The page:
FDA: Pet Treat Salmonella Alert Months Late?

by Mary Haight on November 7, 2009

Here’s the report from the agency that is supposedly the guard at the gate for food safety.

FDA Health Alert for Certain Pet Treats Made by Pet Carousel

Products may be contaminated with Salmonella

The U.S. Food and Drug Administration is issuing this health alert to warn consumers not to use Pig Ears and Beef Hooves pet treats manufactured by Pet Carousel because the products may be contaminated with Salmonella. The products were distributed nationwide in both bulk and retail packaging for sale in pet food and retail chain stores. Pet Carousel is based in Sanger, Calif.

The products were manufactured under conditions that facilitate cross-contamination within batches or lots. Although no illnesses associated with these products have been reported, the FDA is advising consumers in possession of these products to not handle or feed them to their pets.

The affected pig ear products were packaged under the brand names Doggie Delight and Pet Carousel. The affected beef hooves were packaged under the brand names Choo Hooves, Dentley’s, Doggie Delight, and Pet Carousel. All sizes and all lots of these products made by Pet Carousel are included in this alert.

During September 2009, the FDA conducted routine testing of pig ears made by Pet Carousel. The test results detected a positive reading for Salmonella. This prompted an FDA inspection of Pet Carousel’s manufacturing facilities. During the inspection, the agency collected additional pet treat samples. Further analysis found Salmonella present in beef hooves, pig ears and in the manufacturing environment.

Salmonella can affect both humans and animals. People handling dry pet food and/or pet treats can become infected with Salmonella, especially if they have not thoroughly washed their hands after having contact with the treats or any surfaces exposed to these products. Consumers should dispose of these products in a safe manner by securing them in a covered trash receptacle.

Healthy people infected with Salmonella may experience some or all of the following symptoms: nausea, vomiting, diarrhea or bloody diarrhea, abdominal cramping and fever. Although rare, Salmonella can result in more serious ailments including arterial infections, endocarditis (inflammation of the lining of the heart), arthritis, muscle pain, eye irritation, and urinary tract symptoms. Consumers exhibiting these signs after having contact with this product should contact their health care provider immediately.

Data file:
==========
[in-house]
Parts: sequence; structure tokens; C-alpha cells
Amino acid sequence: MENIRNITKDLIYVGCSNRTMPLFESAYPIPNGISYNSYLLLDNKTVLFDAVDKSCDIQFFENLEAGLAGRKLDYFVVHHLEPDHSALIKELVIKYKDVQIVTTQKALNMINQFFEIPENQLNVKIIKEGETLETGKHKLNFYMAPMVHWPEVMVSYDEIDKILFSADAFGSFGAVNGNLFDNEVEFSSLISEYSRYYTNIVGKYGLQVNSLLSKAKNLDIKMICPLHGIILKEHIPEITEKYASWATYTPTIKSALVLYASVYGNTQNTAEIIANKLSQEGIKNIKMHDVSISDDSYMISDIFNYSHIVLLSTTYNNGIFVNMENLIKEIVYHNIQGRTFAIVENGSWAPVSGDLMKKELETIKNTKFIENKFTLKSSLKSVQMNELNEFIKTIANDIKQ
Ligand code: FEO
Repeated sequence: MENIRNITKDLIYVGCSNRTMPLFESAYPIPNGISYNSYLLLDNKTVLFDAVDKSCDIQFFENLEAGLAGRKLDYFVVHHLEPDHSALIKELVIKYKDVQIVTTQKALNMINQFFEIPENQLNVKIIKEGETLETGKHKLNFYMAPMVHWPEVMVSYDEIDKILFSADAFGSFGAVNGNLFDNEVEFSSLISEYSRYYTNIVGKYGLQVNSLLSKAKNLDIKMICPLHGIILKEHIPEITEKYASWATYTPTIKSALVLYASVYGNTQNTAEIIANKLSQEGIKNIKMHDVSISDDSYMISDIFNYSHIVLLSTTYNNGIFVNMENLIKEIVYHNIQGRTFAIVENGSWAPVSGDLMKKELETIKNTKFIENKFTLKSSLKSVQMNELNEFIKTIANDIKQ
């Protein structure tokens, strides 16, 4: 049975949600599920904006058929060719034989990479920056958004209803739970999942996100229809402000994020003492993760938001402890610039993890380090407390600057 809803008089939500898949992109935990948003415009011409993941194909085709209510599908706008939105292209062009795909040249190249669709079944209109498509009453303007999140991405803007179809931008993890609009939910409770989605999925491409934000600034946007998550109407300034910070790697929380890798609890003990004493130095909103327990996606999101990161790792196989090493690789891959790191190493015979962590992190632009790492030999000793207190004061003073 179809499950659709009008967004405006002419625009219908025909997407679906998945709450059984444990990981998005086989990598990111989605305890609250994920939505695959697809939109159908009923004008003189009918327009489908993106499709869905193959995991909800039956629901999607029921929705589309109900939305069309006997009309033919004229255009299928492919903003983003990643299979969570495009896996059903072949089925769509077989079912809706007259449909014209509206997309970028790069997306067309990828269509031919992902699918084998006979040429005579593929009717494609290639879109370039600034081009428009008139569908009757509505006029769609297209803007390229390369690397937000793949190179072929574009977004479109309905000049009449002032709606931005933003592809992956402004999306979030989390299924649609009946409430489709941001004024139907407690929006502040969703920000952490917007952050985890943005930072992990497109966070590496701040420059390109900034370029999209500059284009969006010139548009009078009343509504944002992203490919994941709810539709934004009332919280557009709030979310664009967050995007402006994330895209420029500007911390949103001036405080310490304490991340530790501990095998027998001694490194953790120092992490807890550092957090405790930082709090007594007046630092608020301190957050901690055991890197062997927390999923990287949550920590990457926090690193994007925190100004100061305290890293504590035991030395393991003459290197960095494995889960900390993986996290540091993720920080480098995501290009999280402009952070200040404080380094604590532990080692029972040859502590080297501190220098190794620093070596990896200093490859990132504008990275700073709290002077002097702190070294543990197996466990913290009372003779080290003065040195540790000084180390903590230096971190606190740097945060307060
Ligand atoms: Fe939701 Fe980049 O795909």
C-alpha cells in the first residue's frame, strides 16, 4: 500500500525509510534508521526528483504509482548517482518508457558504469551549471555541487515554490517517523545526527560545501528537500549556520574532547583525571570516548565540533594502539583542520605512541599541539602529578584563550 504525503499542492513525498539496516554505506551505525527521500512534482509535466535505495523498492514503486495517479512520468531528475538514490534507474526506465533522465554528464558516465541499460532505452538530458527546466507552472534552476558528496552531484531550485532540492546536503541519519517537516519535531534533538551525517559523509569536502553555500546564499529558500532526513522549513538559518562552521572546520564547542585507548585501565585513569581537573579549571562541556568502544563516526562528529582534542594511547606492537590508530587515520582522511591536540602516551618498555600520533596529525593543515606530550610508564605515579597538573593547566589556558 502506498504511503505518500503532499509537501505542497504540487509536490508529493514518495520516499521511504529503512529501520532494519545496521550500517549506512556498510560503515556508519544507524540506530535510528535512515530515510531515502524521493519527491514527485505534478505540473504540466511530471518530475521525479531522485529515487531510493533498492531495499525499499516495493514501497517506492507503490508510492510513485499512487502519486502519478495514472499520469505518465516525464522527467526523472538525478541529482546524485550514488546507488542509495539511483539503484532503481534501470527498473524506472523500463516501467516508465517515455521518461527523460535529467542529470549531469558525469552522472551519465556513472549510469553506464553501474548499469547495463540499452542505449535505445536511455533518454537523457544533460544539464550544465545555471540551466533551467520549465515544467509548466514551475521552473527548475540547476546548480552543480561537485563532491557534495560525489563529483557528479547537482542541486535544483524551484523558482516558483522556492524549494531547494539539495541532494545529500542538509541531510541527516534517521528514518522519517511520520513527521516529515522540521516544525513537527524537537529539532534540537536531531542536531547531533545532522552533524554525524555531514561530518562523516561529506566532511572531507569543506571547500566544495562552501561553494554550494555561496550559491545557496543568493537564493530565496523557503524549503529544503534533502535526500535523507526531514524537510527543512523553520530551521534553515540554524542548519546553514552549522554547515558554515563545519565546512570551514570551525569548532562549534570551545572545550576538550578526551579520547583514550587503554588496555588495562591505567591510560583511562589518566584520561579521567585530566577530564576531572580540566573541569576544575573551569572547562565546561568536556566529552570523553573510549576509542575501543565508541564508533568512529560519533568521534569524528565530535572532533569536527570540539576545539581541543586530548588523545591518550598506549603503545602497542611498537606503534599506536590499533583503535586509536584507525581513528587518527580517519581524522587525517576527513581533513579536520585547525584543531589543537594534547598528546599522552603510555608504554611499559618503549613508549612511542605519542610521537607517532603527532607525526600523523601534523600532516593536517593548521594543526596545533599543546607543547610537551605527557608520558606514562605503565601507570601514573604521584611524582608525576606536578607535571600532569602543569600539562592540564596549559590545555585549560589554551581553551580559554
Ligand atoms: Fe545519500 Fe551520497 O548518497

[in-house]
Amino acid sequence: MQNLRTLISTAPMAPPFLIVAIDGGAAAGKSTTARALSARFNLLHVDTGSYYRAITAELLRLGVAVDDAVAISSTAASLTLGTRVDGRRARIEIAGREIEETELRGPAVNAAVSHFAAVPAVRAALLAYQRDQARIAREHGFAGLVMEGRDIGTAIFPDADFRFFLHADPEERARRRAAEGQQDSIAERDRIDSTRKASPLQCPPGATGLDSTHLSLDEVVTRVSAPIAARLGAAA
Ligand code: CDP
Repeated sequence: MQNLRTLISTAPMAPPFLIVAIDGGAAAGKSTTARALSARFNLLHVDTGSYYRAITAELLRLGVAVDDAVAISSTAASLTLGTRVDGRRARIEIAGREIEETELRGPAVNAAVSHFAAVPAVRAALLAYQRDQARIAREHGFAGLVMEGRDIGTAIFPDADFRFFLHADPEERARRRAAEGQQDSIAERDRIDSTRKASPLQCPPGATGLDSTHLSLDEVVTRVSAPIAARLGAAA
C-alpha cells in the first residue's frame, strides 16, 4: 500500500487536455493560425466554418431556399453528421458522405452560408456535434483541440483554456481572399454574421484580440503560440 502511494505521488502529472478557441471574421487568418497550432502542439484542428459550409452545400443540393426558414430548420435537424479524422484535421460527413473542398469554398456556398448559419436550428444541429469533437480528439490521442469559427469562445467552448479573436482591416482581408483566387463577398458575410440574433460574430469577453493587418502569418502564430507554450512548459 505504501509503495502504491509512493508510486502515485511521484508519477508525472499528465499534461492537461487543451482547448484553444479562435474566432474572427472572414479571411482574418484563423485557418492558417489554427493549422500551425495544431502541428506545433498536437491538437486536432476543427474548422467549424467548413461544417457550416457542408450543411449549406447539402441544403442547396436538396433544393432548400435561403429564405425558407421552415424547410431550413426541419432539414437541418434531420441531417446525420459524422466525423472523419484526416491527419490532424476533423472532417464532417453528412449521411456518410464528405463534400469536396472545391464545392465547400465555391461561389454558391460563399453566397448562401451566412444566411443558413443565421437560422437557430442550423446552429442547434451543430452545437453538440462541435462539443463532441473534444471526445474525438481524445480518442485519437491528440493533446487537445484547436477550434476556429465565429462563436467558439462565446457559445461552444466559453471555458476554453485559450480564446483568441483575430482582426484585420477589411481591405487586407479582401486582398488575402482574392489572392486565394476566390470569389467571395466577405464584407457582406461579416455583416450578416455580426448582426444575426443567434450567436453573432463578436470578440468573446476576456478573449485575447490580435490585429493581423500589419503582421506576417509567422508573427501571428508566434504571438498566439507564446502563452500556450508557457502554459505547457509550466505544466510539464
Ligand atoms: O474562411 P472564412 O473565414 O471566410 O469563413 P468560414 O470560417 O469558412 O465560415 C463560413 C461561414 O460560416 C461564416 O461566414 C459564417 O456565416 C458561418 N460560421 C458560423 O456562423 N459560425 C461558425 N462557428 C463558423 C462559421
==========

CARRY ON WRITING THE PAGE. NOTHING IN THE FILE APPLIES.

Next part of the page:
Pets with Salmonella infections may become lethargic and have diarrhea or bloody diarrhea, fever and vomiting. Some pets may only experience a decreased appetite, fever and abdominal pain. Infected, but otherwise healthy pets can be carriers and infect other animals or humans. If your pet has consumed any of the affected products or is experiencing any of these symptoms, contact your veterinarian immediately.

The FDA will continue to investigate this matter to determine the source of the Salmonella contamination and offer updates as appropriate.

Consumers can report food complaints here.

(source: FDA via @concern4pets on Tweetdeck)

one more thing…

I’m sure you’ll recall the Jay Leno show where Chris Rock lost his compass on what’s funny, citing pit bulls as “not even dogs.” Maybe you haven’t heard, but because of this performance Richard Pryor’s widow Jennifer has refused him the role of her late husband in an upcoming movie on Pryor’s life. 

She did not see the humor in Rock’s attempt to minimize Vick’s crimes against dogs and did not appreciate the mischaracterization of what Vick did–the conscious, hands-on torture and killing of dogs.  This is the truth about Vick and no amount of dissembling by supporters like Rock will change it.

I ran across this news over at Steve Dale’s blog–he’s got a bit of Jennifer Pryor’s quote on the subject and a more tame version of what Rock said on the likely copyrighted video of the Jay Leno show, now unavailable.

Reblog this post [with Zemanta]
0 comments

Trackbacks

  1. […] recalls, and then from the FDA to the public. Wasn’t it just weeks ago that we had a two month lag in reporting? And yet another on a cat food recall? Maybe we’ll get some answers on […]

Previous post:

Next post: